Well, as they say, better late than never. Two columns ago, I promised to share my fail-safe, money-back-guaranteed formula for getting kids to eat everything on their plates. Then, as if I was in my 60s or something, I forgot and wrote a column about kids who argue constantly with their parents. Consider this my mea culpa or, as the young say, "My bad."
Julie gave me a wonderful book for Christmas entitled, "Who Do You Say That I Am?" A simple question that thousands of words have tried to answer. Let me give you a few examples. "He was an answer to prophecy, a promise completed. He is the Way. He was a man. He was a myth. He was a Pauline invention. He is an idea." Most of you know that the question came from the mouth of Jesus and one of the better answers - even though not as exact as we might want - came from Paul who wrote, "He is all ...
Q: What suggestions do you have for disciplining a 7-year-old girl who argues with every single thing her parents say? We don't try to reason with her and we frequently say "because I said so," but she seems absolutely incapable of simply doing what we tell her to do. This is driving us to the brink of insanity! Thank you for any suggestions.
Six days. Five airports. 4,830 miles roundtrip. Thirty-five people from all over the nation.
A story in the New York Times from Sept. 23, 1984, is a vivid illustration of the fact that men and women can "live beneath" themselves. Titled "California Man Learns He May Be an Heir," it told the tale of a man who, though he couldn't afford $50 bail after being arrested for panhandling and public drunkenness, was stunned to learn that he might be the heir to millions of dollars.
As you read this, the temperature has gone back to normal and you may unbutton the back flap in your long johns and put away those woolens for the time being. One day - in the distant future - you will talk to your grandchildren about the freeze back in 2014 when you had to stay inside for two whole days without golf or direct sunshine. How cold was it? Why, Sonny Jim, it was so cold that the ice cubes froze in our tea.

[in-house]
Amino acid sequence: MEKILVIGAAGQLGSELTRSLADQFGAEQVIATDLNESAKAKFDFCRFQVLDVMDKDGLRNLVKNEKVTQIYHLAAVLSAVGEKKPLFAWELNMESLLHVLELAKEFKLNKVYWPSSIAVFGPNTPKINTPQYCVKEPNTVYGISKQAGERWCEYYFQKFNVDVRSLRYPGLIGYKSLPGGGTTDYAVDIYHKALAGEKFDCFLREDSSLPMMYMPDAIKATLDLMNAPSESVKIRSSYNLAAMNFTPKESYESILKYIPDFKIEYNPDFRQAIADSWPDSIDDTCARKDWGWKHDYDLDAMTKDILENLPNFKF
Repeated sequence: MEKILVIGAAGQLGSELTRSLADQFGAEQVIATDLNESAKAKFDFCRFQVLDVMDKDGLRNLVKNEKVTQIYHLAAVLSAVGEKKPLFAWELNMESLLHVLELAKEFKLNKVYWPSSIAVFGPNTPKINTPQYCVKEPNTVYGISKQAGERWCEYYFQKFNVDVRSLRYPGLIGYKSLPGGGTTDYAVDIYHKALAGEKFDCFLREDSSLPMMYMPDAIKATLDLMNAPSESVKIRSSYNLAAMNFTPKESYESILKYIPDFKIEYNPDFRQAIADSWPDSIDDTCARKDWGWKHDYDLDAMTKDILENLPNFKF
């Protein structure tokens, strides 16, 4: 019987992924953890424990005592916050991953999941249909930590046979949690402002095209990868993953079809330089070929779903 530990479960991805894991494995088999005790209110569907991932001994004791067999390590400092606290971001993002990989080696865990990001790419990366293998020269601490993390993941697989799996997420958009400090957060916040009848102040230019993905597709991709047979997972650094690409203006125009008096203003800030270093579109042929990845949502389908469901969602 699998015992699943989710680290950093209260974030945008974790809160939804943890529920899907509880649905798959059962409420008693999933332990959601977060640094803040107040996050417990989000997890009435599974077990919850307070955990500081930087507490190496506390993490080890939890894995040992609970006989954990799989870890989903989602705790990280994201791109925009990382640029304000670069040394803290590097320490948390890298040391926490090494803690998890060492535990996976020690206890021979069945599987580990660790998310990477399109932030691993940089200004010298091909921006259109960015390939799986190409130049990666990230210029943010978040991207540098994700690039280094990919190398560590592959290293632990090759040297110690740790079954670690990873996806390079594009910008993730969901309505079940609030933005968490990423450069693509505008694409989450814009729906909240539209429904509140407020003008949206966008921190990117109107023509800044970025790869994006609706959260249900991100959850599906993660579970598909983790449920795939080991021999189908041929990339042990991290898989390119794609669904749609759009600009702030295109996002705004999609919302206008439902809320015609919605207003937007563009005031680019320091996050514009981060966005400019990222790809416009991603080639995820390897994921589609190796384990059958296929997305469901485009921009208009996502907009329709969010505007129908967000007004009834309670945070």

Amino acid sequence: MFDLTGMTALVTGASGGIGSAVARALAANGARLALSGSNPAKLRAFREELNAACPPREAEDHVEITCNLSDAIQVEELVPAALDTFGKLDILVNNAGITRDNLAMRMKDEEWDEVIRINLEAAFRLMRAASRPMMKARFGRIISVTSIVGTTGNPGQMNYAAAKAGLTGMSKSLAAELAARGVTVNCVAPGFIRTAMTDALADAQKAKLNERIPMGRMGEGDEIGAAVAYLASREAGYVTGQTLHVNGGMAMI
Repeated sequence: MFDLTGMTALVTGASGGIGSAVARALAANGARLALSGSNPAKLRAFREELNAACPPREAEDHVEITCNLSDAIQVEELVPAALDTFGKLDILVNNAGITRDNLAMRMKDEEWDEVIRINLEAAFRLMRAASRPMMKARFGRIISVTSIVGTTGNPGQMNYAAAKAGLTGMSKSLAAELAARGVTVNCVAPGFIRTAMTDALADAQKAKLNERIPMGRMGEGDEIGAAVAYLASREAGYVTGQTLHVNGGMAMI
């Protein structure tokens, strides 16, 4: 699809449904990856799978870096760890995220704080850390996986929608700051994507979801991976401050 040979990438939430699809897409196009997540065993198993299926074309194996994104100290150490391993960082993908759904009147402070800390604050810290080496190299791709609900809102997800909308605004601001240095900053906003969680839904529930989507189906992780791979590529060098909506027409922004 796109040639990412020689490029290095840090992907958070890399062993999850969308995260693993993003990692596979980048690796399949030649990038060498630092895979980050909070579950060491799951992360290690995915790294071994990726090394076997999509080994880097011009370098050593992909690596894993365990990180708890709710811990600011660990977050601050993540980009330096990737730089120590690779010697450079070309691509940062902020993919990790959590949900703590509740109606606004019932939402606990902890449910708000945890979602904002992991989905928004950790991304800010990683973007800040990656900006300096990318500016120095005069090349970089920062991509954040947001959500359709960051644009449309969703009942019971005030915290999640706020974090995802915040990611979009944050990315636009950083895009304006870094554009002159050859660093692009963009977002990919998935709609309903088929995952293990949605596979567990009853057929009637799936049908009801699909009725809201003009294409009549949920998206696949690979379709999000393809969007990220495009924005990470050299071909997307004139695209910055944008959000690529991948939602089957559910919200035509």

I hope you folks had as fine a Christmas as we did and are looking forward to a wonderful New Year and waiting to see what God has in store for each and everyone. I never see what's coming as bad as it seems, but rather to see what possibilities are out there for me to tackle and learn from.
"I hated my work, because when I die I will leave all I have done to a complete stranger who might be competent or a complete idiot. I will have spent a lifetime on work which will be given away. What a waste!" (My translation of Ecclesiastes 2:18-19).
Tuesday marks a turning point for me and my family, as I will be sworn in as the mayor of Statesboro.
I recently visited Statesboro for the first time in a long while and I was pleasantly surprised to find that the Boro has grown appreciably yet still retains its small-town charm.
Q: Our son is 3 1/2 and for the most part eats very well. We make up his plate for each meal, and he has to eat what is on his plate, or at least try each food on the plate before he can get more of something he really likes. We also make sure that he remains seated during the entire meal. Sometimes he will request fruit before he is finished with his dinner. We tell him he first has to finish what's on his plate first. Should we be forcing him to eat his main meal ...
The wreath is still on the back door. The jingle bells tied to its branches reflect just enough of the floodlights at the corner of the house to make tiny blue and green starbursts. The ends of the big peacock-colored bow move only slightly in the night breeze. Christmas is over, and I really should have taken it down.
Note: The following is the 19th in a series of columns that will describe towns and communities, past and present, that were settled after Bulloch County was first settled. Some have since been cut into other counties.
A brand new year, with new beginnings, fresh starts and a wealth of warm memories with loved ones to carry us through the year. Whatever resolutions you've made and possibly already cast aside, I pray that a top priority will always be family. Create lasting memories of quality time spent together, and fashion fun adventures to treasure: Play board games, cook new recipes, go hiking, paint pictures, read books, watch old movies, chase fireflies and watch for eagles, build forts and camp out in the den, roast marshmallows, meet new friends, help someone in need, write songs and race ...
I want to tell you all about an interesting "tourism" option here in Statesboro. Last year, I wrote an article about Pladd Dot Music owner Chris Mitchell opening a 7,500-square-foot manufacturing facility for amplifiers and guitars just off U.S. Highway 301 North.
It must have been around 40 years ago when this incident happened. Julie told me that I could write about what had happened because her mom would have had a good laugh abut it.
Note: The following is one of a series of articles from the Canyon Ranch Institute dedicated to showing people how to live healthier and encouraging folks to take small steps to adjust their lifestyle.